Wednesday, January 1, 2014
Then they came to Elim, where there were twelve springs and seventy palm trees, and they camped there near the water.
The great company of Israelites tramped across a dry path through the Red Sea. Even the soles of their sandals were dry—no mud because God’s breath dried even the sludge of their highway. Safely on the far bank this great company watched the mighty army of Egypt collapse as the weight of the water fell. They watched as the rent water veil now closed.
But they forgot.
They entered the desert and the heat waves began to undulate and rise before them. Their tongues grew dry and stuck to the roofs of their mouths, and their bellies growled and rumbled in hunger. Listen, when people get hungry they forget. And the filters and curbs that usually provide barriers between the thoughts in their minds and the audible words on their tongues disintegrate. They forget everything except the instinctual and habitual need to assuage that hunger (Ask Esau. Also, hunger is not limited to food. No. It includes addictions and obsessions).
The once enslaved men, women and children arrived at the waters of Marah—bitter waters. Waters reflecting their attitudes and perspectives. In the midst of great blessing and the miraculous the attitudes of their hearts turned bitter. Complaints and ingratitude seeped out—poisonous just like the waters they encountered. Bitter waters. Waters that would burn their throats when swallowed. Waters that would make their stomachs cramp and their muscles seize.
Undrinkable water. For beast or man.
And they forgot. It seems every last one of them forgot.
Forgotten was the power of this God who had just brought them out of Egypt on the tails of plagues and wonders never before seen. Brought them out of Egypt despite the resistance of the stubborn Pharaoh. Brought them out of Egypt rich—treasures handed to them on silver platters.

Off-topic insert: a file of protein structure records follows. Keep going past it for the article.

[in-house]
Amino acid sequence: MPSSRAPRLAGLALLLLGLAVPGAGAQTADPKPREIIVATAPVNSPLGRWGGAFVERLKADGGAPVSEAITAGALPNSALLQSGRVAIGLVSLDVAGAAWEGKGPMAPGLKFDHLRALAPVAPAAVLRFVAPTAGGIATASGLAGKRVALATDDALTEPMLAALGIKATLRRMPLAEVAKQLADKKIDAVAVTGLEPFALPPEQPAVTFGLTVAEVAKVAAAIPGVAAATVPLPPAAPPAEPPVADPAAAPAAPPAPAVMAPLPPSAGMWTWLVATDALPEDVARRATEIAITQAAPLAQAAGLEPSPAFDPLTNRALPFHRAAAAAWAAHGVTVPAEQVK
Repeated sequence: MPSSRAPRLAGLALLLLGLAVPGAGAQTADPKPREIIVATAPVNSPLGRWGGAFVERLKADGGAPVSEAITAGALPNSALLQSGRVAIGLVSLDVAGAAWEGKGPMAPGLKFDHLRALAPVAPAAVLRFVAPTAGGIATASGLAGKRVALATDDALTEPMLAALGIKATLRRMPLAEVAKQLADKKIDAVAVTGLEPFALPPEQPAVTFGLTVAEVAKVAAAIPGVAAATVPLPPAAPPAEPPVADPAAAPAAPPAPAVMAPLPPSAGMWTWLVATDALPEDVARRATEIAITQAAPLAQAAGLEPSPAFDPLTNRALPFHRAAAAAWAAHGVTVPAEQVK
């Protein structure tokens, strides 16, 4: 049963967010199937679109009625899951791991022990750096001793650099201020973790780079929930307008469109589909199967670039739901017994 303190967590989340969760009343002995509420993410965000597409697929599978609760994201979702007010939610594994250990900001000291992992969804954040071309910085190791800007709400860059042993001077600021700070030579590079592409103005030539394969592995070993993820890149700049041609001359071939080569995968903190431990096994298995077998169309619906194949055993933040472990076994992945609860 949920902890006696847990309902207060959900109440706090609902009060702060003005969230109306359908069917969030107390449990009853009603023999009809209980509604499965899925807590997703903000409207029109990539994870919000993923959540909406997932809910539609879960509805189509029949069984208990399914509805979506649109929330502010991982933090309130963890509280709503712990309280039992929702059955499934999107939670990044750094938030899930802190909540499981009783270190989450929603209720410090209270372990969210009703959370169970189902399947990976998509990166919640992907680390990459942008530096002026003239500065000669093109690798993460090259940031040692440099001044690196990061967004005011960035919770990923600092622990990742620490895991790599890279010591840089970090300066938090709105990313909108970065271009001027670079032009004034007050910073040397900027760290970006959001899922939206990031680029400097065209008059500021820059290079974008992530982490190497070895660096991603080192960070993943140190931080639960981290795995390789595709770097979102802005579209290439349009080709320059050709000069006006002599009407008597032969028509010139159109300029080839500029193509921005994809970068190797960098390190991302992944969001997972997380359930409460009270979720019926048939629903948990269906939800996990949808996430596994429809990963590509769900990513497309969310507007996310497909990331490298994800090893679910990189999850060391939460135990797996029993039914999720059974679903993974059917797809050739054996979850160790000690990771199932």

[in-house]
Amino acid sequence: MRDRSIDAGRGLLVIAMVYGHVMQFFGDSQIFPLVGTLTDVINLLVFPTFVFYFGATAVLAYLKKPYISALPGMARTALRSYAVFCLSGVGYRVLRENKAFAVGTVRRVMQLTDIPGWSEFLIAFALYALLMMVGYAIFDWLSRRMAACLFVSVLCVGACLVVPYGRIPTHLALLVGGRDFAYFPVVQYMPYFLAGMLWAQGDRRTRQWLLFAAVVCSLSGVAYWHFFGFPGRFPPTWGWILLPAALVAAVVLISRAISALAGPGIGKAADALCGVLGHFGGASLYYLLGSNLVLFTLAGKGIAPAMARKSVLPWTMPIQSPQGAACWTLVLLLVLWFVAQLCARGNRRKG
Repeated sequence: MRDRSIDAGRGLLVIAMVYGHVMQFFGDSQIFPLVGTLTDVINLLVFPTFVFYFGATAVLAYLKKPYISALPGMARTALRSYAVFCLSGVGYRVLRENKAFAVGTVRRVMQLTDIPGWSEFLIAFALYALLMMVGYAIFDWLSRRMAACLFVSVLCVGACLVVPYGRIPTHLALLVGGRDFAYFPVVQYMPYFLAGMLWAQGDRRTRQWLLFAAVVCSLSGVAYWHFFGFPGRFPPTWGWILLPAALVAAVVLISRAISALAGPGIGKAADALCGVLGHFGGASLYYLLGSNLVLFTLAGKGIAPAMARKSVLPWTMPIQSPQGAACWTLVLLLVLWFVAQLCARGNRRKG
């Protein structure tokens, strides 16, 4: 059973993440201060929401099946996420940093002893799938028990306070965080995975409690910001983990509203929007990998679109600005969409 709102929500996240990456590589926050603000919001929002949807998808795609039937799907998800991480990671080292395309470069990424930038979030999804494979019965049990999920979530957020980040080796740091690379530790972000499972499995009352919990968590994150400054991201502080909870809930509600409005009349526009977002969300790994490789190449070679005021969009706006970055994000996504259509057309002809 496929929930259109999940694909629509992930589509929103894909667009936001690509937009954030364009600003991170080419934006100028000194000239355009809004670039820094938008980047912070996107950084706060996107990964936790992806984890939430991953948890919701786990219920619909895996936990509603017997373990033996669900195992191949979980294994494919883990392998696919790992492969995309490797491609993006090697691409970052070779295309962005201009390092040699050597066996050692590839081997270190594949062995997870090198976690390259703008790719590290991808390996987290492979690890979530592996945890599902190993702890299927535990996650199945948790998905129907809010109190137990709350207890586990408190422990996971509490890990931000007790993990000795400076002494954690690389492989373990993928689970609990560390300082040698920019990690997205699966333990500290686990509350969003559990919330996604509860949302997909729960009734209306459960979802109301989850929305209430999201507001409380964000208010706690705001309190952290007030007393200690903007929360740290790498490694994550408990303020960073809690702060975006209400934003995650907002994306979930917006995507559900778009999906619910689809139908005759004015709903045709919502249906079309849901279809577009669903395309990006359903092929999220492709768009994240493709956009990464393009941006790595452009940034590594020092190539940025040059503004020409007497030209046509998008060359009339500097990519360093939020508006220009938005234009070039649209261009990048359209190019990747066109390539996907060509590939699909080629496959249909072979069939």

But they forgot. They did not remember that if this God could do all this then surely he could take care of bitter water. Surely he could provide the very necessity of life.
God did provide. He told Moses to do the ridiculous. He instructed Moses to throw wood into the water. The wood was not magical. It was obedience that pleased God; the obedience of one man aided a nation. God cleansed the water for the Israelites so they might drink—so their thirst might be quenched.
Then God tested them.
God said, if you will listen to me and do right, if you will pay attention to me and abide by my commands then disease will not plague you as it did the Egyptians. Because you see, I am the God who heals. I am Jehovah-rapha.
Often we want the benefits, but we don’t want the responsibility. We want the healing, but we don’t want the accountability.
God always heals. Healing is part of the provision of his character. In his provision there is always a measure of healing.
Then the Israelites traveled. That great multitude crawled and inched across the blistering sands of that peninsula. From high above the birds of prey flew, circling. The hyenas waited in the shade, resting. The lions lay among the desert shrubs, slumbering.
Little did the Israelites know.
And they arrived at Elim.
Seventy palms and twelve wells. A place of luscious abundance. A place of lavish grace.
They arrived at the place God had prepared for them.
Even back in Marah when they wailed and whined God knew their route would take them through Elim. When they spit the bitter waters out in a spew of fury and complaint against Moses and the great I AM God knew Elim lay nestled like a jewel in the rolling sand dunes. When they accused Him of the inexcusable: saving them only that they might die, he knew Elim had been prepared. When they acted like entitled snots demanding and exacting what they thought they needed, God already had Elim ready.
Seventy palms. Seventy—a sacred number to the Jewish nation. Seventy members of Jacob’s family traveled to Egypt. Seventy elders joined Moses on the mountain to eat with God. Seventy.
There need be no fear of the sun’s harsh glare for they would rest in the shade of seventy palms.
There need be no worry for lack of water for they would drink from one of the twelve wells. Sweet water. A well for every tribe. Enough. There would be no concern about the depletion of water. No worry and bickering about rationing.
This was a prepared place of abundance.
Scripture tells us they stayed there for a while. How long? We do not know. But long enough.
It is always perfect. Always right. Always timely. Always abundant. Always complete.
Sometimes we are held up on the banks of Marah. Bitter waters are in our cup. And we are choking the foul stuff down our already raw throats. And complaints slather our tongue. And whining and grumbling coats our hearts. And the dregs catch in our teeth.
Sometimes we are camped on these shores, but Elim is on the route ahead. Somewhere down the road, across the desert, across the dunes seventy palms and twelve wells have been prepared for us.
The waters may be bitter now. The sun may be glaring hot. But we need to trust the character of God.
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